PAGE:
History Lesson: Cybersecurity Through the Decades
Cybersecurity is major for the modern business, but where did it all start? Let’s take a quick dive into the important cyber milestones (both innovative and nefarious) throughout the decades.
Even before computer crime as we know it, there were thieves searching for something to steal. In 1834, the French Telegraph System was hacked to obtain stock market data.
In 1939, Alan Turing built the very first prototype computer to break the Nazi Enigma codes. I highly recommend watching the fantastic movie “The Imitation Game” to learn more about this!
Gen. René Carmille became the “first ethical hacker” in 1942. A member of the French Resistance and Director of the National Statistical Service (SNS), Carmille sabotaged the Nazi census data. Since names and addresses of Jews couldn’t be produced for roundups, he saved thousands of lives.
Late 50’s – “Phone Phreaks” started to manipulate telephone signaling to make free phone calls. While avoiding long-distance fees is illegal in itself, some phreaks even wiretapped phones or stole telecom equipment.
Allan Scherr, a Ph.D. candidate, committed the “first cybersecurity attack” in 1962. After MIT set up passwords for privacy, students were limited to four hours of computer time per week. Allan made a punch card to trick the system and gained access to everyone’s passwords. This allowed him to log on as other people for more hours. He confessed 25 years later.
In 1971, Bob Thomas realized that a computer program could leave a trail across networks. He created the first computer worm called Creeper, which was designed for demonstration, not destruction. Ray Tomlinson (inventor of email) built a code called Reaper to chase and destroy it. Thus the first antivirus software was born.
The first U.S. Patent for Cybersecurity was awarded to MIT in 1983. The RSA algorithm was one of the first public-key cryptosystem.
Cyber was weaponized in 1986 when German hacker Marcus Hess tried to steal U.S. military secrets. Using computers hosted at Berkeley to connect to ARPANET, he hoped to sell info to the KGB.
In 1988, the Morris worm aggressively infected thousands of computer networks, causing the internet to essentially crash. Robert Morris was caught and became the first person sentenced under the Computer Fraud and Abuse Act. Shortly after, The Computer Emergency Response Team was formed to keep watch for future internet abuses.
Early 90’s – As technology evolves, there’s a surge of cyber threats and attacks. At this point, the Antivirus industry is born.
In 1995, the secure sockets layer (SSL) was created, enabling internet users to securely purchase items online. This system translated into the “https” we see at the beginning of web addresses today.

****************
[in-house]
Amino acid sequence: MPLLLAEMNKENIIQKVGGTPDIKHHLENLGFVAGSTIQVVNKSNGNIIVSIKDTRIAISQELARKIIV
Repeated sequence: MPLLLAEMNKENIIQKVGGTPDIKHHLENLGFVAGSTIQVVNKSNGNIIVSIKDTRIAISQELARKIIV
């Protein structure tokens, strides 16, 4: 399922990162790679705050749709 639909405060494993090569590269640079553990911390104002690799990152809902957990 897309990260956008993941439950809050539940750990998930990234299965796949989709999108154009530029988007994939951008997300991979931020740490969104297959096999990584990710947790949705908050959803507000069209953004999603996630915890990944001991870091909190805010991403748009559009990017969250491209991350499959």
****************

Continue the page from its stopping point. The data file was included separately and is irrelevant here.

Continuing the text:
The Health Insurance Portability and Accountability Act was enacted in 1996. An important cyberlaw, HIPPA is still used today to balance the flow of medical data between doctors and the need for privacy of “protected health information”.
Towards the end of the ’90s, the Melissa Virus was unleashed, attacking computers via downloaded Microsoft Word docs. It caused $80 million in damages and made users more cautious about opening unsolicited email attachments.
2003 – Anonymous becomes the first universally known hacker group, made up of a community of online users. They generally attack high-profile targets, such as the Church of Scientology, on their quest to protect citizens’ privacy.
Between 2003 – 2008, Albert Gonzalez hacked into several large corporations to steal credit and debit card information. His criminal ring compromised approx. 45 million cards from TJX retailers and he was sentenced to 20 years in prison.
In 2012, the Federal Cybersecurity Research and Development program was developed in the White House. The goal is to build a framework for cyber risk detection and response.
Former CIA employee Edward Snowden leaked classified NSA data in 2013. His whistleblower activities highlighted that the U.S. was effectively spying on its’ citizens. People’s opinions of him differ; he is either a hero or a traitor.
2017 – WannaCry infected 200,000+ computers in one day. Considered the most destructive malware ever created, WannaCry encrypts data and forces the victim to pay a ransom in Bitcoin. If the hacker was not paid, the data would be lost forever.
What the Future Holds
Phishing attacks, where users are tricked to open authentic-looking emails or links, are the largest threat to cybersecurity today. Training your employees to identify and report suspicious activity will help protect your business from exploitation.
Moving forward, IT security experts need to work smarter, not harder. As new technologies emerge, we can leverage their AI and machine learning tools to reduce cyber vulnerabilities. All businesses should be outfitted with real-time threat intelligence and automated data backups.
To learn more about cybersecurity solutions to protect your business, or just more about how to keep your network safe, send a message to Iserv at https://www.iservworks.com/contact